If USCIS needs more information for a case they will issue what is called a “Request for Evidence” or an RFE as they are commonly called.
While these requests are issued on a routine basis and are just USCIS’s way of collecting more information, they can add stress to your process. Let’s look at the most common RFEs that USCIS issues and how to avoid receiving one.
If you have received an RFE look at our Article “Request for Evidence (RFE)? What To Do”.
The USCIS will not accept just any birth certificate. They require a long-form certificate that contains information about at least one parent. In addition, USCIS only accepts certain versions of birth certificates from each country. To find which version is accepted from each country you can visit the Department of State Reciprocity Schedule.
It is required to submit all supporting tax documentation (W-2s, 1099s, Form 2555, and all supporting tax schedules) submitted to the Internal Revenue Service for the most recent tax year. Forgetting to add one of these documents will result in an RFE.
One common mistake is only adding W-2s from a current job and not all other jobs held in the tax year. When submitting this information double check that all documents have been added.
Most Recent Federal Tax Return
In order to act as a sponsor you must have filed a tax return for the most recent tax year. If the sponsor submits proof of a tax extension they are likely to later get an RFE requesting proof that the Federal Tax Return has since been filed.
Another time RFEs are commonly issued for this reason is on/near the tax deadline, April 15. If you are submitting near this date and don’t submit the Federal Tax Return from the previous tax year there is a risk of an RFE for the return.
Income Close to the Required Level/Lack of Proof
The Form I-864, Affidavit of Support, is filed to show that the intending immigrant will be supported financially in the U.S. This is done by showing that the petitioner or a joint sponsor makes an income of 125% of the poverty line for their household size.
USCIS always highly scrutinizes proof of income, but especially if the income is close to the required income. In these cases a detailed letter from the employer and six months of pay stubs showing consistent income can help, but in some circumstances a joint sponsor may also be necessary.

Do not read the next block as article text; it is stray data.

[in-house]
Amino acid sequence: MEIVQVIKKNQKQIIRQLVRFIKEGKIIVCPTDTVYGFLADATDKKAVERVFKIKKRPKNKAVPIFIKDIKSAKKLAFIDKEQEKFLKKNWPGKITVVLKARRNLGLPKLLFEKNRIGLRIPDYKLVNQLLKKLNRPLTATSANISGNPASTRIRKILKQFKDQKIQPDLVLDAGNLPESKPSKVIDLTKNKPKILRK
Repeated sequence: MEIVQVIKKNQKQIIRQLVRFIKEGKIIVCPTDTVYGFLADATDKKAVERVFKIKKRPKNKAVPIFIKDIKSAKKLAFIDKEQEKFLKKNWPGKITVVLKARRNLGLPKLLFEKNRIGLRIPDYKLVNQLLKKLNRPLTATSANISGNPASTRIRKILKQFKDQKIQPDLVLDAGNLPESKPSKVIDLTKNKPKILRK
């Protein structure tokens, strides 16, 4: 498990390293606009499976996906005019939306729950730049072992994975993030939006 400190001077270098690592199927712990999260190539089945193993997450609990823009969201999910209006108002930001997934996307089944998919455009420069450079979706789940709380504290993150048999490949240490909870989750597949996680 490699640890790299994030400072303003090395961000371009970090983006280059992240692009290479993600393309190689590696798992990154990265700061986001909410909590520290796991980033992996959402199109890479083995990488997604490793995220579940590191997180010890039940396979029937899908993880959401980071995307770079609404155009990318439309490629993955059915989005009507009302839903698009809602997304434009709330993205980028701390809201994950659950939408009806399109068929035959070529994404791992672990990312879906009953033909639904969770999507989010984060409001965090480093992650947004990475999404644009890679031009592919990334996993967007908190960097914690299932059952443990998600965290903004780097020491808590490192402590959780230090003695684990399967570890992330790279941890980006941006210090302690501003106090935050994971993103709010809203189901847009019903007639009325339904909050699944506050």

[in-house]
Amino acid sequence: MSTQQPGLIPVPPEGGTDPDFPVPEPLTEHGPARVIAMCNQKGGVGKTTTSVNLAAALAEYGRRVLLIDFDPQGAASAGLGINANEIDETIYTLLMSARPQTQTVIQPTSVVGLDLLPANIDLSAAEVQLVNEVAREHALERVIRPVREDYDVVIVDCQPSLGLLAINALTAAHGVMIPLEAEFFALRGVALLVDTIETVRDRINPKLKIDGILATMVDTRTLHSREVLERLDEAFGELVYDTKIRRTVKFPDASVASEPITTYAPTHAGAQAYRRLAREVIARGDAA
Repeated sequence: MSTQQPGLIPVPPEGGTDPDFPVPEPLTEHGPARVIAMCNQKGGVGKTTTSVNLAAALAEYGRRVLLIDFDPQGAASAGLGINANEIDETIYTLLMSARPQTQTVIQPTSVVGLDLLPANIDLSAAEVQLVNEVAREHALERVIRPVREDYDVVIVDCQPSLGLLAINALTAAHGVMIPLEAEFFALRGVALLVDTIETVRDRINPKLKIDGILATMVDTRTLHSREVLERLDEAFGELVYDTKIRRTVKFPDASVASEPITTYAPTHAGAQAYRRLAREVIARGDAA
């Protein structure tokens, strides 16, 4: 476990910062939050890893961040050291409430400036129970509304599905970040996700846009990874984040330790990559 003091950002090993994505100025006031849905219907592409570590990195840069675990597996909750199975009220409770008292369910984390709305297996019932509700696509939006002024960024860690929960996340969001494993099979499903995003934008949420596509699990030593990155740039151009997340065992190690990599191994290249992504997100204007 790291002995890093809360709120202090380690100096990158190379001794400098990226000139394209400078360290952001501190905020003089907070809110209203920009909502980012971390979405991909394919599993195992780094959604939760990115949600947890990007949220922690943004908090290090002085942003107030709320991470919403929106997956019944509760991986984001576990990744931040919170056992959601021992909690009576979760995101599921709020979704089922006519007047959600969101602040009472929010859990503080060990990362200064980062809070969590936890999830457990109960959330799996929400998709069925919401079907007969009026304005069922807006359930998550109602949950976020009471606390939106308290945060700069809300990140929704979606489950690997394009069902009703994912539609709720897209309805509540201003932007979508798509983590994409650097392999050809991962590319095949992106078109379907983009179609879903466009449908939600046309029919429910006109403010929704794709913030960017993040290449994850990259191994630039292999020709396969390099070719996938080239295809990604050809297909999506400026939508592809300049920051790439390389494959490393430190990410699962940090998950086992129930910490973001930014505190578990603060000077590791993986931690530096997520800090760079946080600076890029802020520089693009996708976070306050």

Lack of Income History
On Form I-864, Affidavit of Support, the sponsor reports their adjusted gross income from their past three years of federal tax returns. Even if a sponsor’s current income meets the level required by USCIS a lack of strong income history may cause USCIS to doubt the sponsor’s ability to financially provide. In these cases it is common for them to request a joint sponsor.
If a sponsor doesn’t have a strong financial history adding a joint sponsor before submitting forms to USCIS can help avoid an RFE.
Any documents submitted to USCIS, both required documents and documents submitted to support the application, must be translated into English. The translation should include a certificate from the translator stating that the translation is complete and accurate. It should also include the translator’s contact information and signature. Neither the petitioner or beneficiary can complete their own translations.
Missing Required Documents
Forgetting to add a required document will result in an RFE. Each case is unique with what documents the USCIS requires so make sure to carefully check what documents they need. Commonly missed documents could include divorce or death certificates from all previous marriages, proof of U.S. citizen along with a U.S. birth certificate, or court documents. SimpleCitizen guides you on exactly what documents your case needs for any type of application. Click here to start your application.